Footnotes in novels.1
Adam Levin is an experimental writer who hates that word — "experimental."
What would you call it, I asked.
"Good?" he replied.
It's generally associated with youth, I said. The I-Climbed-It-Because-It Was-There School of Writing.
"If you mean the readership (for experimental writing), that's accurate. In terms of the writing, I'm not sure. You may be more willing to experiment when you're young — you get an inflated sense of things and want to rebel. But the best writers are the ones who will to change up their (expletive) all the time. You get older and you see the value of telling a story, but I hope I never get to be one of those old men who likes saying, 'Just get to the tale, boy!'"
By Adam Levin, McSweeney's, 256 pages, $22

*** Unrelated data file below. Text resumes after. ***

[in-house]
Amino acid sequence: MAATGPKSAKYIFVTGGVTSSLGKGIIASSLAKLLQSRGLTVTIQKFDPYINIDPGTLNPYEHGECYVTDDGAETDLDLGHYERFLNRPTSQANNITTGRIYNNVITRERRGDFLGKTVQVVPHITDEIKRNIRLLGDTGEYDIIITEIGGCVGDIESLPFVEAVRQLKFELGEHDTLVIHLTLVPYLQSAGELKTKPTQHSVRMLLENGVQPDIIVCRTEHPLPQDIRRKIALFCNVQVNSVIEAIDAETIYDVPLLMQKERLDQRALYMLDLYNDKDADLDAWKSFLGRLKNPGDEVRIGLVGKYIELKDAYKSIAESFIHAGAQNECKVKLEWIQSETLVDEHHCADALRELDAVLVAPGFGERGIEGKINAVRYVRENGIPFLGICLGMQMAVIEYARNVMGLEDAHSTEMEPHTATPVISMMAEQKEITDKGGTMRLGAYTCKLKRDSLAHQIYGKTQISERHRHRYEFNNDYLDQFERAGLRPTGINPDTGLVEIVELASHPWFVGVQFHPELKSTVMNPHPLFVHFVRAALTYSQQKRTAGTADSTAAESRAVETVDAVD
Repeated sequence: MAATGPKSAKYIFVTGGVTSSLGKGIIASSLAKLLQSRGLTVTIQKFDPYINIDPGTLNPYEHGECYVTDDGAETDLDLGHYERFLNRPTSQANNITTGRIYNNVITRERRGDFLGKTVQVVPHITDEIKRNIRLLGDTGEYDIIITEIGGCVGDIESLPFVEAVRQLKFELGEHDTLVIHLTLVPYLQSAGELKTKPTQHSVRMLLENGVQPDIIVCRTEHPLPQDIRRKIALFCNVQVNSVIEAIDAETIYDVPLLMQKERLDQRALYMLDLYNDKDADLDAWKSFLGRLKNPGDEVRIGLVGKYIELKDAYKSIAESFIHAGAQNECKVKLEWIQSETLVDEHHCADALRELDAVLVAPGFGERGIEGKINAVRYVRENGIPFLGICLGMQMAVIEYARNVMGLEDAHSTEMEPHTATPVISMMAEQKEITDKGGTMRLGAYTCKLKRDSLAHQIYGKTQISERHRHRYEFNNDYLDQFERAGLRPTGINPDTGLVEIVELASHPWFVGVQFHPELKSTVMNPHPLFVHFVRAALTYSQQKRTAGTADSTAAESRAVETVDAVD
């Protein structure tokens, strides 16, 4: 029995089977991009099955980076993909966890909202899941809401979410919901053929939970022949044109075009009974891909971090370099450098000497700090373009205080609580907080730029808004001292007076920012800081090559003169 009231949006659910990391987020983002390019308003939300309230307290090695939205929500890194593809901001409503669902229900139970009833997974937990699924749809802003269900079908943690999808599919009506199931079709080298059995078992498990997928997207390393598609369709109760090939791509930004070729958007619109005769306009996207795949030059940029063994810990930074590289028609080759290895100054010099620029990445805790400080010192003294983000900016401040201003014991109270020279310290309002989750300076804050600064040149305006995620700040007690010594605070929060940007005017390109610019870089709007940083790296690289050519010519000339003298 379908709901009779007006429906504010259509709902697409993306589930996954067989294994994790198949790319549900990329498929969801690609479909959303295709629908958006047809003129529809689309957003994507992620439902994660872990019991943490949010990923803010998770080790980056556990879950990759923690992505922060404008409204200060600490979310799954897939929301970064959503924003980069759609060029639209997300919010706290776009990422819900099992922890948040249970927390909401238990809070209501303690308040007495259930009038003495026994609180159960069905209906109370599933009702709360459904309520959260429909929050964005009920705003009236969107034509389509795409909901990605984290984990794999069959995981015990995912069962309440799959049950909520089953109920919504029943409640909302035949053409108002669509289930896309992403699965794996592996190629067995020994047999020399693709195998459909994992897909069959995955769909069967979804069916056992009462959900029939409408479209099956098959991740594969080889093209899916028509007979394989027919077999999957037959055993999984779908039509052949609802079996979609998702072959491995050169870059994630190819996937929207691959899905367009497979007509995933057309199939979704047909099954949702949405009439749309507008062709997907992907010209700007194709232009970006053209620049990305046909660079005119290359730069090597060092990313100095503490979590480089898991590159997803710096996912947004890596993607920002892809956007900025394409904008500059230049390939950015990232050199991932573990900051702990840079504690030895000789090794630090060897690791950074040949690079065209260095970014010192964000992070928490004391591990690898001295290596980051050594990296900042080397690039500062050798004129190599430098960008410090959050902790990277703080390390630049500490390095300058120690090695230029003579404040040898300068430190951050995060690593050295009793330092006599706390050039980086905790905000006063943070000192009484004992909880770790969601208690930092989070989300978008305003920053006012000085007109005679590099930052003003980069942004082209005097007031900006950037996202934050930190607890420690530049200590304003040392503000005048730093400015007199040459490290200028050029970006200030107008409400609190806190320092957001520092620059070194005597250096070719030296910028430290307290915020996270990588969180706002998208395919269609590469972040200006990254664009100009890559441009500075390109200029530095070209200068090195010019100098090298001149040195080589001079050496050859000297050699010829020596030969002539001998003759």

1 "I'm OK with footnotes, I really like footnotes," Levin said, which was the wrong answer. I don't think my hating them is about my lack of imagination, I replied. They're distracting, they break the flow, they appeal to my distracted nature. Probably exacerbate it. I don't need that. Of course, you use footnotes well. Levin said, "They can be annoying. You're right. There aren't that many footnotes in 'Hot Pink.' Maybe 13 or something? The gesture is asking the reader to do a little more work than they were expecting. So each time out it has to be worth it. It needs to be exceedingly important for me to have a footnote in there. They're a risky move and the payout for putting them in has to be tremendous. The question of whether a writer should do something edgy really boils down to whether they do that edgy thing well. If a writer is doing it to signify they are smarter than the reader, that's not something I want. But if the reader is open to the edgier stuff, it can be great. There are things in some writers' work that I don't understand exactly and it makes me upset. But not because I'm mad. It's because the writing is moving me in a way I don't entirely understand."